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;;;; This file implements type check generation. This is a phase that
;;;; runs at the very end of IR1. If a type check is too complex for
;;;; the back end to directly emit in-line, then we transform the check
;;;; into an explicit conditional using TYPEP.
;;;; This software is part of the SBCL system. See the README file for
;;;; more information.
;;;; This software is derived from the CMU CL system, which was
;;;; written at Carnegie Mellon University and released into the
;;;; public domain. The software is in the public domain and is
;;;; provided with absolutely no warranty. See the COPYING and CREDITS
;;;; files for more information.
(in-package "SB!C")
;;;; cost estimation
;;; Return some sort of guess about the cost of a call to a function.
;;; If the function has some templates, we return the cost of the
;;; cheapest one, otherwise we return the cost of CALL-NAMED. Calling
;;; this with functions that have transforms can result in relatively
;;; meaningless results (exaggerated costs.)
;;; We special-case NULL, since it does have a source tranform and is
;;; interesting to us.
(defun fun-guessed-cost (name)
(declare (symbol name))
(let ((info (info :function :info name))
(call-cost (template-cost (template-or-lose 'call-named))))
(if info
(let ((templates (fun-info-templates info)))
(if templates
(template-cost (first templates))
(case name
(null (template-cost (template-or-lose 'if-eq)))
(t call-cost))))
;;; Return some sort of guess for the cost of doing a test against
;;; TYPE. The result need not be precise as long as it isn't way out
;;; in space. The units are based on the costs specified for various
;;; templates in the VM definition.
(defun type-test-cost (type)
(declare (type ctype type))
(or (when (eq type *universal-type*)
(when (eq type *empty-type*)
(let ((check (type-check-template type)))
(if check
(template-cost check)
(let ((found (cdr (assoc type *backend-type-predicates*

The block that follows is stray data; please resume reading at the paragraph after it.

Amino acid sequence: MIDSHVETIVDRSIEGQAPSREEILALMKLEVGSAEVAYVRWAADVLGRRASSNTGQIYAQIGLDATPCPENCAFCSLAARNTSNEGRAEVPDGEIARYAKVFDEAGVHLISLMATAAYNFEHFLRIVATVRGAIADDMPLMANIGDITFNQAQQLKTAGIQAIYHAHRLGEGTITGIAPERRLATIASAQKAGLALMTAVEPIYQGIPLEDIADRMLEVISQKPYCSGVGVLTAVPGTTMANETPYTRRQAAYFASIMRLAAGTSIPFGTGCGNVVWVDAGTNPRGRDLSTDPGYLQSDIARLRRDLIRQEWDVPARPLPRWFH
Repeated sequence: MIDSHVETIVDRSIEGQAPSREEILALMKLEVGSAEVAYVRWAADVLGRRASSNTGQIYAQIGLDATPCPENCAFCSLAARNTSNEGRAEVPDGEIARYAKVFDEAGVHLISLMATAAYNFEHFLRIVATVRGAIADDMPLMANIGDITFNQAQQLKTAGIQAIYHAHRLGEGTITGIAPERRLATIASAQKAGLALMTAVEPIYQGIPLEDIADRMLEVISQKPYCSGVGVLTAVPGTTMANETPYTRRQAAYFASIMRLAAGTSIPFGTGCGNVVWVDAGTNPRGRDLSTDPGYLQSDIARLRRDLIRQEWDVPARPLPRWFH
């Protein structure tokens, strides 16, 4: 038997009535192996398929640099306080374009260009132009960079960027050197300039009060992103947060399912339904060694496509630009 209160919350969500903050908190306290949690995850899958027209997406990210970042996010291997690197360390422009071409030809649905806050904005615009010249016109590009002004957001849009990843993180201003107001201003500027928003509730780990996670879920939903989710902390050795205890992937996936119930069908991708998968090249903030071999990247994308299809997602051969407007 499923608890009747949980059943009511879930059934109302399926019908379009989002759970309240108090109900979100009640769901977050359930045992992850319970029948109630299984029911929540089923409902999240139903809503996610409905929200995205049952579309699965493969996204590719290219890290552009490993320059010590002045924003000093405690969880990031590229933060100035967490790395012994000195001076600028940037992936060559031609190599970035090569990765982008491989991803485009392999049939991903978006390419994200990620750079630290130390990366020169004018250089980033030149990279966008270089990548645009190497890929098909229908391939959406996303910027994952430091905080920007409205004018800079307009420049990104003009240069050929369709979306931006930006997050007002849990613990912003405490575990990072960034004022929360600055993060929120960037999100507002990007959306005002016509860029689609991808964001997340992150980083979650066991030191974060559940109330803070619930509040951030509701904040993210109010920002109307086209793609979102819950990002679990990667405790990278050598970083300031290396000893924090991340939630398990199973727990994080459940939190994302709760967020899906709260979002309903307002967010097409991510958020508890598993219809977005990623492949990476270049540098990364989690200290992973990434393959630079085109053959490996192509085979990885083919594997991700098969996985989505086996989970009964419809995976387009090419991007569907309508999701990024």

:test #'type=))))
(if found
(+ (fun-guessed-cost found) (fun-guessed-cost 'eq))
(typecase type
(reduce #'+ (compound-type-types type) :key 'type-test-cost))
(* (member-type-size type)
(fun-guessed-cost 'eq)))
(* (if (numeric-type-complexp type) 2 1)
(if (csubtypep type (specifier-type 'fixnum)) 'fixnump 'numberp))
(+ 1
(if (numeric-type-low type) 1 0)
(if (numeric-type-high type) 1 0))))
(+ (type-test-cost (specifier-type 'cons))
(fun-guessed-cost 'car)
(type-test-cost (cons-type-car-type type))
(fun-guessed-cost 'cdr)
(type-test-cost (cons-type-cdr-type type))))
(fun-guessed-cost 'typep)))))
(defun weaken-integer-type (type &key range-only)
;; FIXME: Our canonicalization isn't quite ideal for this. We get
;; types such as:
;; here, and weakening that into
;; is too much work to do here ... but if we canonicalized things
;; differently, we could get it for free with trivial changes here.
(labels ((weaken-integer-type-part (type base)
(cond ((intersection-type-p type)
(let ((new (specifier-type base)))
(dolist (part (intersection-type-types type))
(when (if range-only
(numeric-type-p part)
(not (unknown-type-p part)))
(setf new (type-intersection
new (weaken-integer-type-part part t)))))
((union-type-p type)
(let ((low t) (high t) (rest *empty-type*))
(flet ((maximize (bound)
(if (and bound high)
(setf high (if (eq t high)